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ERIC Number: ED417271
Record Type: Non-Journal
Publication Date: 1995
Pages: 12
Abstractor: N/A
Reference Count: N/A
ISBN: N/A
ISSN: N/A
Distance Learning and Information Technology: The Rhetoric and the Reasonable.
Davison, Trevor
Distance learning in Australia has become much more popular in the last 20 years, with off-campus study increasing by 331 percent. At Central Queensland University, approximately half of the 9,000 students enrolled are studying at a distance. In order to provide high-quality distance education, a university, through its employees, must "care" for the students enrolled in these programs. Information technologies are increasingly used, and such techniques as videoconferencing, telephone conferencing, and telephone tutorials are a popular means of providing access to higher education and support for distance students. Some barriers to student access to higher education include the following: the expectation that students will have the required technologies, although many cannot afford them; gender bias against the women who make up most of the distance student body; and students who do not know how to use the information technologies if they can get them. Suggestions for improving access to and success in higher education for distance students are as follows: community use of governmental education and training resources, community use of business and industry resources, and corporate sponsorship of community learning. If universities are to continue to fulfill their mission, they must balance technology with caring in order to help students access and profit from education. (Contains 20 references.) (KC)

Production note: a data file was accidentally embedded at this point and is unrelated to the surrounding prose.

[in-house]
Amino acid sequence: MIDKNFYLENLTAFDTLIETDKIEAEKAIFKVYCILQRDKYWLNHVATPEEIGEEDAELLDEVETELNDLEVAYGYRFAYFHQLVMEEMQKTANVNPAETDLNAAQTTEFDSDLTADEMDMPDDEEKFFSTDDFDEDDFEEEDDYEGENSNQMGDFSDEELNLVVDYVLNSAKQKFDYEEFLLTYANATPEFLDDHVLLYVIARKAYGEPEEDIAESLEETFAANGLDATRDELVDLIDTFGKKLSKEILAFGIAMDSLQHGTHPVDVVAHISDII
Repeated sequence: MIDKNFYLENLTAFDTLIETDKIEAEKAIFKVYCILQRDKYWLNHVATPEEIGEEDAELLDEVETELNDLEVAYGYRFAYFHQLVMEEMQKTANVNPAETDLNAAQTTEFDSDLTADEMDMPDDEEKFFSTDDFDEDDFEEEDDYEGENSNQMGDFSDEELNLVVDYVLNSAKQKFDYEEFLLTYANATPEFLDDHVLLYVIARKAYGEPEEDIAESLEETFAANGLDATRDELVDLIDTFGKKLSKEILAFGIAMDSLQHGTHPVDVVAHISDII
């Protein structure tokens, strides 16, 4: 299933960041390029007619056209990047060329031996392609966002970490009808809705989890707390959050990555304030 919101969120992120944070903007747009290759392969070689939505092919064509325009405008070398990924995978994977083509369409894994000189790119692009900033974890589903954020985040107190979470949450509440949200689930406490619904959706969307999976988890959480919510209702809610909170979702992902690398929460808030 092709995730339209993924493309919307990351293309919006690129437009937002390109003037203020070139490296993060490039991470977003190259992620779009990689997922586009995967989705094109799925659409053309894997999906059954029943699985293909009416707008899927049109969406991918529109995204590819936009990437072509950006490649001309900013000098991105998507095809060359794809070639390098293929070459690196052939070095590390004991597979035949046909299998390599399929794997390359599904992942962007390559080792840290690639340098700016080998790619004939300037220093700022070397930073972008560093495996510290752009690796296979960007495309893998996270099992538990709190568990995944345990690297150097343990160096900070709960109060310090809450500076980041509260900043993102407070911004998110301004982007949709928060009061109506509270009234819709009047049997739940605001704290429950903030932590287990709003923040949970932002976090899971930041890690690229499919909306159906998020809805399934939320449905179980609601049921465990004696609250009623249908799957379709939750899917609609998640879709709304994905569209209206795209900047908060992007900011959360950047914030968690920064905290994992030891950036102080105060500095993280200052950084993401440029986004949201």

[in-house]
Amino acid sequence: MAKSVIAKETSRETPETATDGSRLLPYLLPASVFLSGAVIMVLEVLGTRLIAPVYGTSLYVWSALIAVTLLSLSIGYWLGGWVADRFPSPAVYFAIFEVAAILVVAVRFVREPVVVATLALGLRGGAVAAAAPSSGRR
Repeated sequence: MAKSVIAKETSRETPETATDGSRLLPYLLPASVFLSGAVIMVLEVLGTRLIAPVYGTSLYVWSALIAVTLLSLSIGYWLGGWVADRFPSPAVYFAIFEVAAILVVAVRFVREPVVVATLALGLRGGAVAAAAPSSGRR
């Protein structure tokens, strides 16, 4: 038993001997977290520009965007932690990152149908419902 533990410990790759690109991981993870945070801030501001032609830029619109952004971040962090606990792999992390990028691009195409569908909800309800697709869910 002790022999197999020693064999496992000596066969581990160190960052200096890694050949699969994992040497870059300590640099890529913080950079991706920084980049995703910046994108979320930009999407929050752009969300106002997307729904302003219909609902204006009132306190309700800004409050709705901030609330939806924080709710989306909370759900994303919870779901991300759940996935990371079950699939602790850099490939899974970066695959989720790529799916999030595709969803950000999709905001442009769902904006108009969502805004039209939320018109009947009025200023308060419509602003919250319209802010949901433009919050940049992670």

Publication Type: Opinion Papers; Speeches/Meeting Papers
Education Level: N/A
Audience: N/A
Language: English
Sponsor: N/A
Authoring Institution: N/A